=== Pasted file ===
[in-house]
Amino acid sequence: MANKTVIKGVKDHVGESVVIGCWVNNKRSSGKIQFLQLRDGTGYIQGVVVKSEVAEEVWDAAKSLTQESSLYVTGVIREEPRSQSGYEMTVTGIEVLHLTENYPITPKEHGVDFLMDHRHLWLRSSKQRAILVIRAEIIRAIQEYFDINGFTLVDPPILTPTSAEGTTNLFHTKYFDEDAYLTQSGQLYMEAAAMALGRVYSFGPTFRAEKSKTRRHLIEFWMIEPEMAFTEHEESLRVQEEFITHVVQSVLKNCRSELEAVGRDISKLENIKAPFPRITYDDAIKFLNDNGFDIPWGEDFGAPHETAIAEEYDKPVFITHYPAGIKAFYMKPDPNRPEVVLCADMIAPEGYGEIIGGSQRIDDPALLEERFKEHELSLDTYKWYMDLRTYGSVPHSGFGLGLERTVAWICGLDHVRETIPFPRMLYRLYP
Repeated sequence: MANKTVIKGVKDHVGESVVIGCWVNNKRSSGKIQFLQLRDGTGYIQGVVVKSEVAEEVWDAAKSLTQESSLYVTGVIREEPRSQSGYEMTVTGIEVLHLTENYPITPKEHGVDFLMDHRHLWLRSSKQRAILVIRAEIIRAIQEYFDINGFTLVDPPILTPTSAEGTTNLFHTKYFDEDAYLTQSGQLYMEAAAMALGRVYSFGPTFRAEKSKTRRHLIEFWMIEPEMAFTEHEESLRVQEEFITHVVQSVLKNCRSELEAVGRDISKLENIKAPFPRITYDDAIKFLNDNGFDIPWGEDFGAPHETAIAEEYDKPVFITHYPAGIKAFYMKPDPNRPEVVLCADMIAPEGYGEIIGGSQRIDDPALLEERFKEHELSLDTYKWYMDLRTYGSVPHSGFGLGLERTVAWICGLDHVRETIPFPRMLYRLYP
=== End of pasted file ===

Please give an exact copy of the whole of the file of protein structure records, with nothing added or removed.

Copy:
[in-house]
Amino acid sequence: MANKTVIKGVKDHVGESVVIGCWVNNKRSSGKIQFLQLRDGTGYIQGVVVKSEVAEEVWDAAKSLTQESSLYVTGVIREEPRSQSGYEMTVTGIEVLHLTENYPITPKEHGVDFLMDHRHLWLRSSKQRAILVIRAEIIRAIQEYFDINGFTLVDPPILTPTSAEGTTNLFHTKYFDEDAYLTQSGQLYMEAAAMALGRVYSFGPTFRAEKSKTRRHLIEFWMIEPEMAFTEHEESLRVQEEFITHVVQSVLKNCRSELEAVGRDISKLENIKAPFPRITYDDAIKFLNDNGFDIPWGEDFGAPHETAIAEEYDKPVFITHYPAGIKAFYMKPDPNRPEVVLCADMIAPEGYGEIIGGSQRIDDPALLEERFKEHELSLDTYKWYMDLRTYGSVPHSGFGLGLERTVAWICGLDHVRETIPFPRMLYRLYP
Repeated sequence: MANKTVIKGVKDHVGESVVIGCWVNNKRSSGKIQFLQLRDGTGYIQGVVVKSEVAEEVWDAAKSLTQESSLYVTGVIREEPRSQSGYEMTVTGIEVLHLTENYPITPKEHGVDFLMDHRHLWLRSSKQRAILVIRAEIIRAIQEYFDINGFTLVDPPILTPTSAEGTTNLFHTKYFDEDAYLTQSGQLYMEAAAMALGRVYSFGPTFRAEKSKTRRHLIEFWMIEPEMAFTEHEESLRVQEEFITHVVQSVLKNCRSELEAVGRDISKLENIKAPFPRITYDDAIKFLNDNGFDIPWGEDFGAPHETAIAEEYDKPVFITHYPAGIKAFYMKPDPNRPEVVLCADMIAPEGYGEIIGGSQRIDDPALLEERFKEHELSLDTYKWYMDLRTYGSVPHSGFGLGLERTVAWICGLDHVRETIPFPRMLYRLYP